Surely if Khan’s #whitefragilitycankissmyass causes people to feel demeaned, harassed, and intimidated, then the students that urinated on residents’ lawns, snorted cocaine in front of children, and fell out of windows belligerently drunk should also be reported to the Senate Disciplinary Committee for the same reasons. There was a community meeting where residents complained that they felt harassed and intimidated.  

And yet…  

Dal has used the Code of Conduct as a tool to silence activists.  

Dr. Thobani asserted that social activism isn’t about using cute and fluffy language. Anger is a response to oppression. When people are angry, they are going to use provocative language to get their point across. What we should really be focusing on is the sentiment behind Khan’s post instead of getting bent out of shape with #whitefragilitycankissmyass.  

Indigenous peoples are still oppressed; therefore, it is critical that we acknowledge their repression and stand in solidarity with them.  

Dalhousie hosted a Universal Basic Income (UBI) conference in October and an Indigenous Elder said during the Q&A period that, “At first it was ethnic cleansing and cultural genocide, now it is economic racism. If you looked at the stats with a critical eye, you would see that Indigenous peoples in Nova Scotia’s median income, on the whole, is significantly lower compared to non-Indigenous Nova Scotians.”  

Dr. Thobani concluded, “We have to be the difference that makes a difference.”  

If we strive to be postcolonial, we cannot silence social activists like Khan. We need to work towards creating a space to have a critical dialogue about issues of racism and inclusivity.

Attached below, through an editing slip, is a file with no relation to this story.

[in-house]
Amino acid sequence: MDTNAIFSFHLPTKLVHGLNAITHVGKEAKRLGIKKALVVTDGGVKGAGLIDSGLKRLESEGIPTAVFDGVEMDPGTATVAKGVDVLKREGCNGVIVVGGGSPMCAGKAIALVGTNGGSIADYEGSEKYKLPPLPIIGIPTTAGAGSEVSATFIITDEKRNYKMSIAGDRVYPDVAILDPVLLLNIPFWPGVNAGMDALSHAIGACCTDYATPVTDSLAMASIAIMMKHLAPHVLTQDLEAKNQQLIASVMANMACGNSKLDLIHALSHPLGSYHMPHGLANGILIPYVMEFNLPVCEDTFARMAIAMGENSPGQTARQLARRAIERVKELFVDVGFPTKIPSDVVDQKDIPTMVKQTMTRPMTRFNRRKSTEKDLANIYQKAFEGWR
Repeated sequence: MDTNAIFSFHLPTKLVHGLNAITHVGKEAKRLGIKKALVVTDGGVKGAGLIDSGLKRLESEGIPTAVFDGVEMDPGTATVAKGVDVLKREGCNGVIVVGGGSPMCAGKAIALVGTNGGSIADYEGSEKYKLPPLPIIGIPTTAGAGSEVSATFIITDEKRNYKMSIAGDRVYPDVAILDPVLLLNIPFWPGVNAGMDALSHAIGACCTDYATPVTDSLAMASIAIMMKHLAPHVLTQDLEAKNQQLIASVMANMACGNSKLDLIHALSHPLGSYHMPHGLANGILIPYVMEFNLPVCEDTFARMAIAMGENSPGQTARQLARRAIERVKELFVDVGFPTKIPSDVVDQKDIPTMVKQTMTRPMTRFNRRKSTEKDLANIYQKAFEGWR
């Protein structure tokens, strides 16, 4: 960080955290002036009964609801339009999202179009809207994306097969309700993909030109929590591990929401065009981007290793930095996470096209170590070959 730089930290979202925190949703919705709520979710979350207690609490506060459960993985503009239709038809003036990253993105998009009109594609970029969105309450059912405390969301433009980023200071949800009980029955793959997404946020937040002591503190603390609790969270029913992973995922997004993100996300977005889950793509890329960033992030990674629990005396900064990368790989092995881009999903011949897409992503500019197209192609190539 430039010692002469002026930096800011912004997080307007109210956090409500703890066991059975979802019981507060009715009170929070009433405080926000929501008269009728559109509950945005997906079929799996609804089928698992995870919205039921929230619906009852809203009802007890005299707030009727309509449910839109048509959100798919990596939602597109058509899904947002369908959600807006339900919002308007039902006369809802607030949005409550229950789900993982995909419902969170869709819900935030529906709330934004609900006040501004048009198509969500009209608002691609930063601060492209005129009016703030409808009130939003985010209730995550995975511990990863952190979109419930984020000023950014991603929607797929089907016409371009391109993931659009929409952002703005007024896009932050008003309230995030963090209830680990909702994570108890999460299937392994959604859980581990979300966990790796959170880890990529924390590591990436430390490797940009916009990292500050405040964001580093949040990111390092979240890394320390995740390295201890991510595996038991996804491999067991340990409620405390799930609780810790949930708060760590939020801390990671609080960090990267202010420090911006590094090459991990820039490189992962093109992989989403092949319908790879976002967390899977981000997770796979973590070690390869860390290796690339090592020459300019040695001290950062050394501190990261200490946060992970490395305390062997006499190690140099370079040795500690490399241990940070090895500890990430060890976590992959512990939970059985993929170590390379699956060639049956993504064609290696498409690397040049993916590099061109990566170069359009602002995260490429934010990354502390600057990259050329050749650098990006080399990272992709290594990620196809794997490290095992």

Like universities used to be.   

So how can we, as an institution, be the difference that makes a difference? 

Dalhousie needs use this opportunity to take a step towards the right direction by issuing a letter of condemnation against the countless death threats and hate speeches that Khan has received.  

Comments like: “Hey Masuma , if anyone is to celebrate the colonisation of Canada it would be someone like you, who’s family immigrated from there piece of sh*t country in hopes of a better future for them selves and there children, which seeing as how you are enjoying the privelidge of advancing your education at a university which was built on land colonised by us proud European decendant Canadians whom built this country from the ground up . The country which you are taking advantage of all the perks , but criticising us for being proud of what we accomplished. You’re a hippocrit and your brown tears can lube up my big fat c*ck to fuck your little Muslim pussy with bitch.”  

This needs to be condemned.  

By not dispensing a letter of condemnation, it is normalizing hate speech and death threats.   

Dalhousie needs to exercise its institutional capacity and communicate that hate speech and death threats are vehemently unacceptable responses for when a minority stands in solidarity with another visible minority.  

Ongoing incidents of racism like, the 18-year-old Richmond woman who faced a racist attack on public transit, are becoming more brazen. It’s crucial that in this climate Dalhousie issues a letter of condemnation so we can take move forward affirming that we don’t condone racism.